For example, anxiety, depression, lack of social support, and fear of movement are all predictors of poorer outcomes for people with everyday injuries, including low back pain (Driver, Kean, Oprescu, & Lovell, 2017; Alhowimel, AlOtaibi, Radford, & Coulson, 2018).

Okay, so your thoughts, beliefs, emotions, and even how supported you feel by others can impact your experience of pain and contribute to the development of chronic pain.

Many people, when they hear that, might think that pain is all in their head or that their chronic pain is their fault. It is not your fault, and it is not all in your head. It is not imagined; your pain is very real. 


How Chronic Pain Affects Your Body

In fact, scientists can identify the very real physiological changes that occur in the nervous system that allow pain to persist. For example, imagine your nerves, all the way from your skin to spinal cord and brain, like a row of dominoes. Normally, you must push a domino over, or in the case of a nerve, approach tissue damage for a signal to travel to the brain and be perceived as pain. When pain is chronic, it’s like just blowing air on them causes a nerve to fire; your dominos might even fall over randomly, all in the absence of real or potential tissue damage.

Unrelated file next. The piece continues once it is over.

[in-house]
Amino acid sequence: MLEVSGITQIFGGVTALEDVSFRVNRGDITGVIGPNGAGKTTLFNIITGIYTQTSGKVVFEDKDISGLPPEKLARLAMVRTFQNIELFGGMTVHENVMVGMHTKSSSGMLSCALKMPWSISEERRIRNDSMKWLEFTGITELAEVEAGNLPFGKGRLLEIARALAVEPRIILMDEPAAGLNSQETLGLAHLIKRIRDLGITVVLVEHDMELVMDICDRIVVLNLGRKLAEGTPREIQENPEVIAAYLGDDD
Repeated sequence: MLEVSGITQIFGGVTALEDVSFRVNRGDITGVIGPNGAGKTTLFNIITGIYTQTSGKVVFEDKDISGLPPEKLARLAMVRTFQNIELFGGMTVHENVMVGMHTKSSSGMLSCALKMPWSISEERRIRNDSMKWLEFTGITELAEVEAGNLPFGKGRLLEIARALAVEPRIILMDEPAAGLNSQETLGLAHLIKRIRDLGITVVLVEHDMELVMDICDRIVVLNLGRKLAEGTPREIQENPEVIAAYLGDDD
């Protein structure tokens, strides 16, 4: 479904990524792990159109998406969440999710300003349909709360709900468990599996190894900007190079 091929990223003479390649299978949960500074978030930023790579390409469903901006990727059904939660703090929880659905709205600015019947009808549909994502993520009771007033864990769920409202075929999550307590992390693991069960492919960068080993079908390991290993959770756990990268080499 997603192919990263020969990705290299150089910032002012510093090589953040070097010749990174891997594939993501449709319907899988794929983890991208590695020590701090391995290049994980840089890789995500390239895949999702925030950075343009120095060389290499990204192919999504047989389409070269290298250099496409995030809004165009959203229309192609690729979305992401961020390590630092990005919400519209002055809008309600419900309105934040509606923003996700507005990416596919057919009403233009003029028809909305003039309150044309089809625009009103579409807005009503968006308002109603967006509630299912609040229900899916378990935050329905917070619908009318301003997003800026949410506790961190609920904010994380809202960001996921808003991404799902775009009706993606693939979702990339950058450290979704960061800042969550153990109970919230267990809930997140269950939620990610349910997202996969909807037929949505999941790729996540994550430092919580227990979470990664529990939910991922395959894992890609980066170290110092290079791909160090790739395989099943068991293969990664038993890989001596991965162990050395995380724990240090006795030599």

In the case of nerve endings, this is because those with chronic pain literally have more chemical messengers activating their nerve endings in addition to more nerve endings sprouting in an area that your brain thinks it needs to protect (Pinho-Ribeiro, Verri, & Chiu, 2017).

In terms of what happens in the brain and spinal cord, you can think of chronic pain as a less friendly example of neuroplasticity. Neuroplasticity is a popular buzzword, that describes the brain and nervous system’s ability to change over time. Historically, the brain was thought to be hard-wired and unchanging. Years of research has revealed that this is untrue, and that the brain changes significantly across the lifespan. When we repeat an activity over and over, it creates a pathway in the brain and nervous system.